Potassium

The losses of potassium via urine are severe in diabetic coma. Despite severe potassium depletion, the concentration of potassium in serum can be normal or even be increased initially. The combination of hyperosmolality, acidosis and insulin deficiency leads to a shift from intracellular potassium to the extracellular space (29). This is accompanied by normal or hyperkalemic values in the laboratory analysis although the patient is kaliopenic. In cases of chronic or acute prerenal insufficiency this discrepancy can be even more evident. After insulin application there is a dramatic decrease of potassium concentration.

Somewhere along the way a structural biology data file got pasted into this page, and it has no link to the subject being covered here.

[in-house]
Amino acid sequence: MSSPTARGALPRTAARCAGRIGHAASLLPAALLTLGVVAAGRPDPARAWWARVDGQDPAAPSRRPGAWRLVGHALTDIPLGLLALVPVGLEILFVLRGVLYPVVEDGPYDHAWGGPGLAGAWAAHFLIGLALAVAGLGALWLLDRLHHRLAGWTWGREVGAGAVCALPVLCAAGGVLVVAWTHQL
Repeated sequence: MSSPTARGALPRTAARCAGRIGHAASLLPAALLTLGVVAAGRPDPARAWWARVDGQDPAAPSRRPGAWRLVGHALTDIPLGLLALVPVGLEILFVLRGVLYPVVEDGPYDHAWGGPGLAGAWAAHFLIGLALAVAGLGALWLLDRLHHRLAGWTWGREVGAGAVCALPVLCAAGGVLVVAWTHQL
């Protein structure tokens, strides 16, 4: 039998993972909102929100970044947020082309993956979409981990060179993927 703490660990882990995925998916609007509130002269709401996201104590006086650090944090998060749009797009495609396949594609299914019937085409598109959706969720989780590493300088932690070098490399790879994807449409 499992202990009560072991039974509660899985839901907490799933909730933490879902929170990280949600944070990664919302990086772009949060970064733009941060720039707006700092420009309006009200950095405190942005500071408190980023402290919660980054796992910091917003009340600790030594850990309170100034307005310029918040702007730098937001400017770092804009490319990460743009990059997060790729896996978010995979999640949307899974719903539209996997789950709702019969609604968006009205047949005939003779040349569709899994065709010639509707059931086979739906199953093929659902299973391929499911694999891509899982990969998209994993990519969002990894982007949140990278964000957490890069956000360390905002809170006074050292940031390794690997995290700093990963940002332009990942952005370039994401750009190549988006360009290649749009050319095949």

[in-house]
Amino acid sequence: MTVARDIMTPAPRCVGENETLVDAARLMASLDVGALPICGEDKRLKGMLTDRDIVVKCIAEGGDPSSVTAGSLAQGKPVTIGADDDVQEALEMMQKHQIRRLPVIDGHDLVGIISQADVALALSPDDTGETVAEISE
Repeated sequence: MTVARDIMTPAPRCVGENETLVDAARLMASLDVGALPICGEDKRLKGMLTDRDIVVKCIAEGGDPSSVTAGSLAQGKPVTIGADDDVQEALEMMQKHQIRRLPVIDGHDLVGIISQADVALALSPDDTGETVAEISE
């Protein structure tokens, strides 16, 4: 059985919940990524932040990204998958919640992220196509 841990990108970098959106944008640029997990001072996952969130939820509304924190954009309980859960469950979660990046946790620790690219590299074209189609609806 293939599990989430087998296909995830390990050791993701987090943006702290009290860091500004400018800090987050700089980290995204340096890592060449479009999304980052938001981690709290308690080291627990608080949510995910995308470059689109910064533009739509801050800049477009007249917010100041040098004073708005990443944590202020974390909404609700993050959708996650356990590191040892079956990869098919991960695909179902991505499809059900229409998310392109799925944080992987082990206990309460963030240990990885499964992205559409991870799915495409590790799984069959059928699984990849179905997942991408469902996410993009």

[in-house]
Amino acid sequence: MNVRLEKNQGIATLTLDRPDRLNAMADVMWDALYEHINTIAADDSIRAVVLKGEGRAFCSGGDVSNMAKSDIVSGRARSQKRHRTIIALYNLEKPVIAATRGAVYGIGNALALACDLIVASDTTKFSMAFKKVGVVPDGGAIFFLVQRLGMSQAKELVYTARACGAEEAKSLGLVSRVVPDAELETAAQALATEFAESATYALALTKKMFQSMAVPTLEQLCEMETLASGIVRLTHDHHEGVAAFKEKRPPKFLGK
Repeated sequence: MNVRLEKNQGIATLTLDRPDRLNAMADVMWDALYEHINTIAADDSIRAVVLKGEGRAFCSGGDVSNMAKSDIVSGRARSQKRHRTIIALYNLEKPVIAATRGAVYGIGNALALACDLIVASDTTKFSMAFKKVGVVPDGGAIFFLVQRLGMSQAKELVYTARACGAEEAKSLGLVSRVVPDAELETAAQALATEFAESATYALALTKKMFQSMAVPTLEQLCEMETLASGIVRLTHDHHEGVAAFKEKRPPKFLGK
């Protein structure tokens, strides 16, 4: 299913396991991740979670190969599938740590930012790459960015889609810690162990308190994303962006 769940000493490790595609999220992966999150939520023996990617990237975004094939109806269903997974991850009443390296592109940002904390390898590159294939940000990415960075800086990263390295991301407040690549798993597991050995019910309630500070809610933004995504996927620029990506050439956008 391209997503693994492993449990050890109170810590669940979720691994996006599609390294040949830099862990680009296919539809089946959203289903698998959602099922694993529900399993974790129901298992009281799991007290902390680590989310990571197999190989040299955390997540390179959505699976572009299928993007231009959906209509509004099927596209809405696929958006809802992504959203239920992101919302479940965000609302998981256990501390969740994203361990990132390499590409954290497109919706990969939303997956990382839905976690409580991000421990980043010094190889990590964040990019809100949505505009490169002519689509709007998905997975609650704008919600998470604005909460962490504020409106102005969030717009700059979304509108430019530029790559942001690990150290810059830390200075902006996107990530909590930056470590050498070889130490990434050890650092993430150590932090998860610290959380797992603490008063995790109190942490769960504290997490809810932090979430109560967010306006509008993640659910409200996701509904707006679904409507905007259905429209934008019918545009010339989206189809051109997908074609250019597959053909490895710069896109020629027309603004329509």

The potassium deficit must be counterbalanced by substituting potassium in the infusion solution, e.g., isotonic saline solution with 20 mmol/L potassium. If potassium in serum is below 3.3 mmol/L the amount should be increased to 40 mmol/L. Furthermore, one can provide a continuous infusion of potassium chloride with 10 to 40mmol/hr under control of heart rhythm by a monitor. Potassium infusion of more than 20 mmol/hr is reserved for severe hypokalemia and needs closely controlled potassium levels. In addition, one should consider that changes in serum pH can lead to shifts of potassium: an increase of the pH-value of 0.1 leads to a decrease of serum potassium by about 0.4 to 1.2 mmol/L.

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